As well as holding trackdays for both cars and motorcycles, Castle Combe Circuit is noted amongst the UK for the large number of diverse car shows that it holds. These shows follow a general motorsport theme and exhibit show stands, market stalls, stunt demonstrations, classic displays and on certain days the circuit is able to hold track sessions. The shows have proven to be a big success, offering the motoring community a place to display their vehicles and use them on a racetrack in a safe and controlled environment, with each year building on the last and gaining larger and larger crowds. Throughout the year, Castle Combe Circuit is the current venue for Spring Action Day, Classic, retro & kit car action day, Forge Motorsport action day and Japfest. Since 2001 Rallyday, an annual demonstration event for rally cars, has also been held.

Motoring shows Top Gear used the circuit for their '70's Supercar challenge. In this episode The Stig lapped a Vauxhall Astra. Richard, James, and Jeremy failed to beat the Stig's time. Jeremy Clarkson said "It's a fierce track, one of the fastest in Britain."

One aspect of the circuit which has remained unchanged throughout the years is the large population of rabbits who live in the extensive tyre barriers around the circuit.

The circuit hosts a Greenpower event, one round in a series held at various racetrack-type venues.[4] When not in use for racing, the circuit is the venue for a regular car boot sale. In May it also hosts an annual steam rally.

References

  1. ^ a b Britain's Top Circuits, race circuit guide, 1966 hard copy (free supplement with Motor Cycle), Accessed 2015-04-30
  2. ^ 750 Motor Club, race calendar 2015, Retrieved 11 October 2015
  3. ^ British Racing and Sports Car Club events 2015 Retrieved 12 October 2015
  4. ^ Greenpower races calendar, Castle Combe Heat 27 September 2015, Retrieved 2015-04-30

External links

  • Castle Combe Circuit
  • Greenpower Education Trust

This article was sourced from Creative Commons Attribution-ShareAlike License; additional terms may apply. World Heritage Encyclopedia content is assembled from numerous content providers, Open Access Publishing, and in compliance with The Fair Access to Science and Technology Research Act (FASTR), Wikimedia Foundation, Inc., Public Library of Science, The Encyclopedia of Life, Open Book Publishers (OBP), PubMed, U.S. National Library of Medicine, National Center for Biotechnology Information, U.S. National Library of Medicine, National Institutes of Health (NIH), U.S. Department of Health & Human Services, and USA.gov, which sources content from all federal, state, local, tribal, and territorial government publication portals (.gov, .mil, .edu). Funding for USA.gov and content contributors is made possible from the U.S. Congress, E-Government Act of 2002.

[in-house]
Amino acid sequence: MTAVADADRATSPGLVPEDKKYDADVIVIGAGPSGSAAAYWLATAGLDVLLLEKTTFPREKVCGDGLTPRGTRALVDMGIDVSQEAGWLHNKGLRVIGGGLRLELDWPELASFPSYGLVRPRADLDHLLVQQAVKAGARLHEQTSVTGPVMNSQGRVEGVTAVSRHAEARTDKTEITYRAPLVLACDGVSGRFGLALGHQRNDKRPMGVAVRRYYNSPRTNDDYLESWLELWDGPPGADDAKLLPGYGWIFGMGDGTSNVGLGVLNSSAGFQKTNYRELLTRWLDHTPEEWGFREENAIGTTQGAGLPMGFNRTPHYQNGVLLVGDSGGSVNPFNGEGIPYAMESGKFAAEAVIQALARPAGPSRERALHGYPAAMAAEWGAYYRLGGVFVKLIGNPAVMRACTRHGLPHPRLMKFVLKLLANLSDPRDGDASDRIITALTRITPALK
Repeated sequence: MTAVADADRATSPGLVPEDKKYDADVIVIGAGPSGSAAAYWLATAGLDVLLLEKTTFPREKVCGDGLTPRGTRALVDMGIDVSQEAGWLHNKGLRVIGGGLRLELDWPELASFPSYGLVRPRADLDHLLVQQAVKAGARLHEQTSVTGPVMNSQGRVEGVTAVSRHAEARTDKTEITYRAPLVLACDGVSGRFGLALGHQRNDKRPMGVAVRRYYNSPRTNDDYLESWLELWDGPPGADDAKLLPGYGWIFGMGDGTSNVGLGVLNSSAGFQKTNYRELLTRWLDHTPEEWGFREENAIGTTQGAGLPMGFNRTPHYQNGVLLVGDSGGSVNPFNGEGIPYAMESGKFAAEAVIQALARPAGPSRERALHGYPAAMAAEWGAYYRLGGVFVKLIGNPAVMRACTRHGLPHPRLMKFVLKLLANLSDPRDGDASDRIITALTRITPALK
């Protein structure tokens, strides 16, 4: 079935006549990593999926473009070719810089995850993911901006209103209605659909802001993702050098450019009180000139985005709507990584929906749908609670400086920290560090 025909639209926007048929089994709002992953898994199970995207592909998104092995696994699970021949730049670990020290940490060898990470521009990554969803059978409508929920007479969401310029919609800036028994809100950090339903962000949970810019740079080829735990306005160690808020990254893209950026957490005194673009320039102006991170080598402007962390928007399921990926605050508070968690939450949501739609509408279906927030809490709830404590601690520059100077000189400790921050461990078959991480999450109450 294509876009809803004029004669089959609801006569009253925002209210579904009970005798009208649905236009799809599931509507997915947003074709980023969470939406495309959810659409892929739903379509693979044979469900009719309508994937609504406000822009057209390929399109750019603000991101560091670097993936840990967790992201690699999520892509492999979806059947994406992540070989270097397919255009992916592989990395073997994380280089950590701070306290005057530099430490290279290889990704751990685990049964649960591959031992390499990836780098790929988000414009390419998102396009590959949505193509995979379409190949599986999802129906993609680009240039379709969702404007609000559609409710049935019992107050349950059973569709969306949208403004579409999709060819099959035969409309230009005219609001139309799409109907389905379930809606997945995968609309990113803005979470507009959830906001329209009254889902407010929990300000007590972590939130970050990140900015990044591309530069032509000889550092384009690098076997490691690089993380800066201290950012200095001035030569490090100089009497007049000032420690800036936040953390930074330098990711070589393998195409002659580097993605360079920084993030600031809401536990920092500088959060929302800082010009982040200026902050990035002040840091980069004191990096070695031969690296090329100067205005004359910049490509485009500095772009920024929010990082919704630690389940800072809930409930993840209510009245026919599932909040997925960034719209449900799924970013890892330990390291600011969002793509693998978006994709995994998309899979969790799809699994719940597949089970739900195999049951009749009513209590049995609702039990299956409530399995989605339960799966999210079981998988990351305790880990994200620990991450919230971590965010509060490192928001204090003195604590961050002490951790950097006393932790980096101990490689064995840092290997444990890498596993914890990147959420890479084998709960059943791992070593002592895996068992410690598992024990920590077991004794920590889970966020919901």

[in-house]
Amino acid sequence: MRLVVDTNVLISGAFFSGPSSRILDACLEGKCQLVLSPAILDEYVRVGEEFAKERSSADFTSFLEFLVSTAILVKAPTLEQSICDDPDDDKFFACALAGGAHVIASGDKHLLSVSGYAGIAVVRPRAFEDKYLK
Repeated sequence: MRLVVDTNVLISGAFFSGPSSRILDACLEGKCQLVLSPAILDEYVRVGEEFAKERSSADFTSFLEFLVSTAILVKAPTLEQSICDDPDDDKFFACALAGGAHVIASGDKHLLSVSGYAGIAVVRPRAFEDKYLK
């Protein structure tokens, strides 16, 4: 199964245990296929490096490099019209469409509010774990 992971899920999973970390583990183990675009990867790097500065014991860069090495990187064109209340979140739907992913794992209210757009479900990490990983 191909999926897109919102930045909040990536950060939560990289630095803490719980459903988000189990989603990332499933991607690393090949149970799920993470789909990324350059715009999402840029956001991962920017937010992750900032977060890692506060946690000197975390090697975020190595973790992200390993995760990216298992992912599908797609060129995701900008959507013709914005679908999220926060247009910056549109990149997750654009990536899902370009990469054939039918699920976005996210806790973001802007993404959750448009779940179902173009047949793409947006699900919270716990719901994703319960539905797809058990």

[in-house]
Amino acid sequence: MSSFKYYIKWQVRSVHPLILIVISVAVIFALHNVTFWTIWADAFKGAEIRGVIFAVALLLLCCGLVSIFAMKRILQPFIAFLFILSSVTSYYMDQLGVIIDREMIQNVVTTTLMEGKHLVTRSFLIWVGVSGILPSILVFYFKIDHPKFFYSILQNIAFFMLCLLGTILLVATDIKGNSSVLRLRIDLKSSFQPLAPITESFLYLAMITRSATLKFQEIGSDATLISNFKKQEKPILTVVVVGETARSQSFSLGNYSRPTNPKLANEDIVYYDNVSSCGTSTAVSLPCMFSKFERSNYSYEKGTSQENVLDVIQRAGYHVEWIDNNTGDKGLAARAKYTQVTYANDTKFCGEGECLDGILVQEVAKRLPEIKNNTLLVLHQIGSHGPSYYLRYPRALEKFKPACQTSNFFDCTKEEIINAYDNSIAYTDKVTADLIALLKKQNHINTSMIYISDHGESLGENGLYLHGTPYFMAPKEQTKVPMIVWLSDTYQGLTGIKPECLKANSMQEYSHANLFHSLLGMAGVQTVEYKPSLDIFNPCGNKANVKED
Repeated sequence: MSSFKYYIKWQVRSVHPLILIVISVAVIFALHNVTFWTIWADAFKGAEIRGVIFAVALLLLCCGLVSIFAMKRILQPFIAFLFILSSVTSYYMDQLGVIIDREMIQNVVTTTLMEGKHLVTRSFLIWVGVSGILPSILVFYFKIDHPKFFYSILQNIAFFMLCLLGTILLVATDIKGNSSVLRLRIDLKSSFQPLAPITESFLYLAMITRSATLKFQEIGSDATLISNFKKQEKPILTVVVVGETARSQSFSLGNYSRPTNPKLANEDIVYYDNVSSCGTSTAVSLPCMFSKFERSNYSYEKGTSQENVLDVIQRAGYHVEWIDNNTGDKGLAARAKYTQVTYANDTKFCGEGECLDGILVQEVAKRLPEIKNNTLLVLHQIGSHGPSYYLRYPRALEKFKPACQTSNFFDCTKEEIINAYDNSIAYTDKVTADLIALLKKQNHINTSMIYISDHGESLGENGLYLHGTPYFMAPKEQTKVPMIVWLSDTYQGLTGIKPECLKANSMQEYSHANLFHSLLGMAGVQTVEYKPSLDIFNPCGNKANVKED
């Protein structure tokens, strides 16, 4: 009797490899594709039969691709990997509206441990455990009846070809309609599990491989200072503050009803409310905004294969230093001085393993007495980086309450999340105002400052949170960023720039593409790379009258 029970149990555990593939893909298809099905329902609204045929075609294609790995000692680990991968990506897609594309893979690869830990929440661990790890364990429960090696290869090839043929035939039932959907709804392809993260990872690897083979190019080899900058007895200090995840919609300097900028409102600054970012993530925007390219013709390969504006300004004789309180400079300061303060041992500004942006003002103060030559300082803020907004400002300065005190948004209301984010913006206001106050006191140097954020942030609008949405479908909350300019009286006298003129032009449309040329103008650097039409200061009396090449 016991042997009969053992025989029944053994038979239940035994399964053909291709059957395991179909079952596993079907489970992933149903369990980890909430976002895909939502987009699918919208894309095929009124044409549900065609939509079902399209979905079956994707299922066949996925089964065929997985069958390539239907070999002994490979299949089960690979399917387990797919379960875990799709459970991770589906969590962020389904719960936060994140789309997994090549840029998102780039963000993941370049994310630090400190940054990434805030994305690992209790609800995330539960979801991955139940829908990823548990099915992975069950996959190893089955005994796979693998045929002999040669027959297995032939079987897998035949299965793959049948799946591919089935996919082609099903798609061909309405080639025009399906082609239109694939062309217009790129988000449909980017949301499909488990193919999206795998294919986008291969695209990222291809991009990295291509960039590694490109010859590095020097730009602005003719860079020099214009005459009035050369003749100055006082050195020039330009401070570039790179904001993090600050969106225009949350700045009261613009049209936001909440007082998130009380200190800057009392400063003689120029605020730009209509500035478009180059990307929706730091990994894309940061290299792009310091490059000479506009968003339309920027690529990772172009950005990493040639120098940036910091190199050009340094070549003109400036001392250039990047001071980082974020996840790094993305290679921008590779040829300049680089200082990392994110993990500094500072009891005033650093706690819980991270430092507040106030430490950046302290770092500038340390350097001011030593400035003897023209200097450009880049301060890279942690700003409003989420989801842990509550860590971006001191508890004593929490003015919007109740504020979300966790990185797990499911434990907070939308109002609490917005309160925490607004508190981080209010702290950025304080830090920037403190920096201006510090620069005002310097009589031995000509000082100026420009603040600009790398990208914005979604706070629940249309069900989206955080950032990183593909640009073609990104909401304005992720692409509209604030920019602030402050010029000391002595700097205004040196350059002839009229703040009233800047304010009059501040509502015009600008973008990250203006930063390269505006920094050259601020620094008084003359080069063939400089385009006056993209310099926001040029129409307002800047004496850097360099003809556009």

Crowd sourced content that is contributed to World Heritage Encyclopedia is peer reviewed and edited by our editorial staff to ensure quality scholarly research articles.
 
By using this site, you agree to the Terms of Use and Privacy Policy. World Heritage Encyclopedia™ is a registered trademark of the World Public Library Association, a non-profit organization.
 


Copyright © World Library Foundation. All rights reserved. eBooks from Project Gutenberg are sponsored by the World Library Foundation,
a 501c(4) Member's Support Non-Profit Organization, and is NOT affiliated with any governmental agency or department.